3. To the fame Purpose, let us frequently meditate on the Saints of God, those great Exemplars of Humility, that are recorded in the Holy Scriptures : How Abraham, who had the Honour to be ftiled God's Friend, made no Difficulty to humble himself with the Name of Duft and Afbes; how yocob confefses himself less than the least of God's Mercies ; how David acknowledges himfelf a Worm, and no Man; how the great Teacher of the Gentiles, who was taken up into the third Heaven, and had Revelations imparted to him, too glorious for human Tongue to utter, descends fo low as to term himself the least of the Apostles, not meet to be called an Apostle, and what is more, not only less than the least of all Saints, but even the chief of Sinners. But, above all, let us set before us the meek and lowly Jesus, who, though he was in the Form of God, and thought it no Robbery to be equal with God, yet bumbled bimself to the Form of a Servant, and became obedient unto Death, even the Death of the Cross. And shall not we, for whose Sakes all this was done and suffered, give Proof of an humble and submissive Spirit ? Shall not the fame Mind be in us, which was in our gracious Saviour? Yes, this is our Duty, this our Interest, and therefore we will set this Pattern always before our Eyes, and, in the constant Course of our Actions, bear it always in Mind, that Pride in him, who calls himself a a Christian, is perfectly absurd, and more intolerable, than in any other Sort of Men, because the Author of the Christian Religion was so humble.


Of the Government of our Pasions and Affections.


Y the Word Passion we understand, either a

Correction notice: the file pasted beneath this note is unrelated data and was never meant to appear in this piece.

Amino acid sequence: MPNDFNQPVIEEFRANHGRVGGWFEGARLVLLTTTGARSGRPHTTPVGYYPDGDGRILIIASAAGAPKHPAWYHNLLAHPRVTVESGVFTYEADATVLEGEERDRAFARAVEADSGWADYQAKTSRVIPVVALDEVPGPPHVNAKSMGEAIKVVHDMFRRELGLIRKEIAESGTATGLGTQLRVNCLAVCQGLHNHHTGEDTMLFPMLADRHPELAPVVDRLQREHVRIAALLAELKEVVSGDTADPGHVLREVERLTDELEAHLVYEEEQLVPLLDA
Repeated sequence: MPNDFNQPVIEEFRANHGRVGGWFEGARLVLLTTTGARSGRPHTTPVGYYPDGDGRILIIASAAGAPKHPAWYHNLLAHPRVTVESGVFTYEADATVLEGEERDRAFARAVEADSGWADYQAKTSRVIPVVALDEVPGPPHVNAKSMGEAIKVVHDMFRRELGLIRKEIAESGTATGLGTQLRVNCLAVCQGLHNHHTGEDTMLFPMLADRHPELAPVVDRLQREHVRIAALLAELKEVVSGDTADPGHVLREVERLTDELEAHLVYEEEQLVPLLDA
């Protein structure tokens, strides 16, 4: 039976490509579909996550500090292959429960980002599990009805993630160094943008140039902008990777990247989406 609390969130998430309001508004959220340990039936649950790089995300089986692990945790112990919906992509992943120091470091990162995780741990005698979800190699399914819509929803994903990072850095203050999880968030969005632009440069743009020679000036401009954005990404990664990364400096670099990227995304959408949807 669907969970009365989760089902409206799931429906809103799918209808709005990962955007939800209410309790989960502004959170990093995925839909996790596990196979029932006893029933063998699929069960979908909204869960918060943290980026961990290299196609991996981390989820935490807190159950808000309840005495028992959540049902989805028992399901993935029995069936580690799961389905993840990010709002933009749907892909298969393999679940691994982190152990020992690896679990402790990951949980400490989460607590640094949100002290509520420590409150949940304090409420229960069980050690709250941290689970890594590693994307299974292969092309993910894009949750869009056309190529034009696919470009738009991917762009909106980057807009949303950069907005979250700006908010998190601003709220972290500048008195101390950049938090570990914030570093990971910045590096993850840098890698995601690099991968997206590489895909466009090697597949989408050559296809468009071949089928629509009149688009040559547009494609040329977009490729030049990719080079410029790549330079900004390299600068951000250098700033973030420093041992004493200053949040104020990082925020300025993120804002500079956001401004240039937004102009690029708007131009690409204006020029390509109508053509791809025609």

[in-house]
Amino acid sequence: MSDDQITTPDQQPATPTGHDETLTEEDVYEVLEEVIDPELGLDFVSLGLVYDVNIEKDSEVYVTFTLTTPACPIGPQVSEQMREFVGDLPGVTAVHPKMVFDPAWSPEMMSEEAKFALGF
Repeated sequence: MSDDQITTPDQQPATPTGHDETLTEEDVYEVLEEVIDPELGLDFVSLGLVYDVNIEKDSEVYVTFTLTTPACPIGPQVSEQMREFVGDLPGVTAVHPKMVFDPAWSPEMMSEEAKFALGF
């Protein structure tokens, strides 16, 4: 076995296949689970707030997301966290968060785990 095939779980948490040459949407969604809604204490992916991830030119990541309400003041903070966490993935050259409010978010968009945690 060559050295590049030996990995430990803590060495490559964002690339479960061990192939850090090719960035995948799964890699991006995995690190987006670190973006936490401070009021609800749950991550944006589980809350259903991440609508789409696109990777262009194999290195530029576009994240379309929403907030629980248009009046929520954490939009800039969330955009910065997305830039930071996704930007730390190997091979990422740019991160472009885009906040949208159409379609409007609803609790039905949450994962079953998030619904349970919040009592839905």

strong Tendency of our Souls towards fomething, that we look upon as very good, and condu, cive to our Happiness ; or a strong Aversion, and Resolution to fly from what we apprehend to be evil and pernicious to us: And this, on both Sides, attended with such a sensible Commotion of the Blood and Spirits, as keeps the Mind much employed upon the present Affair, to the Exclusion of every Thing else, and the Prevention, many Times, of all deliberate Reasoning concerning our Conduct.

In this Respect therefore it differs from Affection, properly so called ; for Affection is the Defire or Averfion we have to any Object, that we conceive to be good or evil, but without any bodily Disorder, and is therefore a simple Modification of the Mind: Whereas Paffion is always attended with a violent Motion, in which we feel a Kind of Pain: and Uneasiness, whether the Object, that causes it, be good or bad. For we find by Experience, that, in this imperfect State of our Nature, the most agreeable Passion, even that of Joy, has something in it, that overcomes and presses us too close ; that causes an Uneasiness in the Midst of Delight, and is sometimes so violent, as to sink us under the Weight of more Happiness, than we can bear.